If you have an interest in these things you may want to take a minute to add your name to the SAVE THE GUTHRIE petition (I’m #884), and while you’re visiting savetheguthrie.org you might want to give a read to the history of how the Guthrie came to be. It’s full of gems like these:
And if reading up on our man Guthrie makes you want to run right out and pick up a copy of his Life in the Theatre don’t bother with Amazon – it’s out of print. But Abebooks’ll do ya just fine – you might even be able to find a gently used first edition, like I did, for under $10. (And that includes shipping.) »
There was a strong sentiment among the design committee members for having Rapson plan a flexible theater that could accommodate both the classical types of production Guthrie championed and the more profitable Broadway productions that local booking agencies wished to attract.
The very idea of a house that was equipped to handle both types of productions infuriated Guthrie. He had eschewed New York in favor of Minneapolis in order to get away from the large Broadway production mentality. "He didn't want a house designed to accommodate Bob Hope's touring show. He thought an all-purpose theater was a no-purpose theater."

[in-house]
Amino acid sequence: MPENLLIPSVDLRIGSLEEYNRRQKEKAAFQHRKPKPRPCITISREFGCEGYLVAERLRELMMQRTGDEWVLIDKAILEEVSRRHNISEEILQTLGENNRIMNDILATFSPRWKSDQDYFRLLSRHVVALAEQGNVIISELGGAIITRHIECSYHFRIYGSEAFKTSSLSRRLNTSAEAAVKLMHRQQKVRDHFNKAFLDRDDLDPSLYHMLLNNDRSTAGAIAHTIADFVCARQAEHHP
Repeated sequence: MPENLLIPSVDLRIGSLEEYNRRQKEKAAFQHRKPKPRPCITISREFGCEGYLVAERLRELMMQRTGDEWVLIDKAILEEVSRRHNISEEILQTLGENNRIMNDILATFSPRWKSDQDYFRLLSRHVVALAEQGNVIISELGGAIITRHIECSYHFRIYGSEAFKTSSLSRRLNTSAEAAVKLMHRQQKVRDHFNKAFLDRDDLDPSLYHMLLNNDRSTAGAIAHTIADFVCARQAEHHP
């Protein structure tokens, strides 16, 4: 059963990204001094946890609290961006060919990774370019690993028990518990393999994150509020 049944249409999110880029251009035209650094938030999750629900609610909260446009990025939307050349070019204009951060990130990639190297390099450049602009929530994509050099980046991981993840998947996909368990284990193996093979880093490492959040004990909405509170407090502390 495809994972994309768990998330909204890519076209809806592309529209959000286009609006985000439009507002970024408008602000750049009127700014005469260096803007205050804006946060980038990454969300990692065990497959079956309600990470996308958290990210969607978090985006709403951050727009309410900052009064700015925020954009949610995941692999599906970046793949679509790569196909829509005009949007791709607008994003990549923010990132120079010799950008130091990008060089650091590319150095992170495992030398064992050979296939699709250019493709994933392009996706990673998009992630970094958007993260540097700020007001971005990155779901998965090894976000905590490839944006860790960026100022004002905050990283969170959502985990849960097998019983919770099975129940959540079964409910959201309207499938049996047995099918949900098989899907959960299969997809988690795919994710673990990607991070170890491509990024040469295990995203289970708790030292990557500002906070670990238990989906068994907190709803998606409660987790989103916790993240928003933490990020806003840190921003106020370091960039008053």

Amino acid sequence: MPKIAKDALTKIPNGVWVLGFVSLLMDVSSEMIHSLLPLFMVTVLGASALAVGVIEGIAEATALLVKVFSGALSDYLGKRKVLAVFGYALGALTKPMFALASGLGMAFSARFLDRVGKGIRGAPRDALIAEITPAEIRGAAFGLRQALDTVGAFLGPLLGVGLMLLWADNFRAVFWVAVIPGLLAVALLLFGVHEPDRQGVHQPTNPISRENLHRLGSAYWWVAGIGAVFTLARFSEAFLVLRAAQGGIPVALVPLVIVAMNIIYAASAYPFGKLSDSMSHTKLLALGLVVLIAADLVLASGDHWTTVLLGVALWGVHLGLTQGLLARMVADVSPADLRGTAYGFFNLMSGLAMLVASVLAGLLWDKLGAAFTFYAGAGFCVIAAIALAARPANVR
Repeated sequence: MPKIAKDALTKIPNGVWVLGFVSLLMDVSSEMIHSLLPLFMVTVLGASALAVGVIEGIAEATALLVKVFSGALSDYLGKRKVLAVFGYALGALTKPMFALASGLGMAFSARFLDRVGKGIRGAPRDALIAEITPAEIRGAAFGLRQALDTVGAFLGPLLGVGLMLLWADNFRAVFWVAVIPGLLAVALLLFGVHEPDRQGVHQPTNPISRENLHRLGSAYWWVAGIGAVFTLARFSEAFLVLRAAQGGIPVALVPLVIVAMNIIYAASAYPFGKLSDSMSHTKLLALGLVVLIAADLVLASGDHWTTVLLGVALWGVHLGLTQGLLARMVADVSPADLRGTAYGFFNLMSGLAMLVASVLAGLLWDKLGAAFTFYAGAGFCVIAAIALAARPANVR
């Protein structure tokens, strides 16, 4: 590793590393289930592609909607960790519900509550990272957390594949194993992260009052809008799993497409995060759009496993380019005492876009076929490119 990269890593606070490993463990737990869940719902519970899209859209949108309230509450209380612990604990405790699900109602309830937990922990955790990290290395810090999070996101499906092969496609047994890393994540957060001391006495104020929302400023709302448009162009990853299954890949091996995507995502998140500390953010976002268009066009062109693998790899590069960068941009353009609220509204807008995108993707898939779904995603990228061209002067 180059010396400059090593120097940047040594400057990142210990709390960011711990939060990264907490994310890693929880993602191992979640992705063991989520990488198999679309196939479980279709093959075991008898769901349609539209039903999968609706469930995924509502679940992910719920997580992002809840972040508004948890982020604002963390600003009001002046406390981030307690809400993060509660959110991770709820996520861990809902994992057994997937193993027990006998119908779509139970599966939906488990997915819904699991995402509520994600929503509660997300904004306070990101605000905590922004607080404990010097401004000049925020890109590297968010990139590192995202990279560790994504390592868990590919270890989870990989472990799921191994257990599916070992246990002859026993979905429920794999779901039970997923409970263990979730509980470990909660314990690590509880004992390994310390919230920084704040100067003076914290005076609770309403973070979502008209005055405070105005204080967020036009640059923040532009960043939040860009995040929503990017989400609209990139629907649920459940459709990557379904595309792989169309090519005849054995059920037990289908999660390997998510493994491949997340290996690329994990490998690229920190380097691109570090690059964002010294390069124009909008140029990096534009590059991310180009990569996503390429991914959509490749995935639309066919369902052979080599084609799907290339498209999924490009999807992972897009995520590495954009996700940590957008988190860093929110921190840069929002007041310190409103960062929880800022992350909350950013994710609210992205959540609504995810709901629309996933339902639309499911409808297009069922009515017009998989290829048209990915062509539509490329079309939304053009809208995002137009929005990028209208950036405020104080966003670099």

Guthrie argued that many of the plays he intended to mount -- ones written before the mid-seventeenth century -- had been written for the open stage. This suggested that the theater could be "considerably more flexible than might appear to the lay mind." Further, he contended, "more people can be got into the same amount of cubic space if they are seated around an open stage, rather than facing a proscenium." But this did not mean he wanted a theater-in-the-round, preferring instead to give his actors one wall against which to play.
Most important to Guthrie was the option of seating as many people as close to the action as possible, creating an intimacy that would help audiences "participate" in the production. Comfort was of secondary value. He even suggested that Rapson design the seats to tilt forward so that people would be on edge, alert. At another point, for the same reason, he proposed that the seats be little more than wooden benches.
Rapson was able to jettison both the tilted-seat and wooden-bench ideas, but he struggled more seriously with Guthrie about the spacing of rows. Rapson proposed that the distance between the seat-back in front of a viewer and that viewer's own seat-back be thirty-four inches, the prevailing standard. Guthrie balked: "How about thirty? People need to be packed together, just uncomfortable enough to pay attention." Rapson rejoined that when he and Guthrie attended performances together something Guthrie had suggested as a way of exposing the architect to different types of productions Guthrie always positioned himself on the aisle so he could stretch his legs. Guthrie grumbled but eventually agreed to thirty-two inches.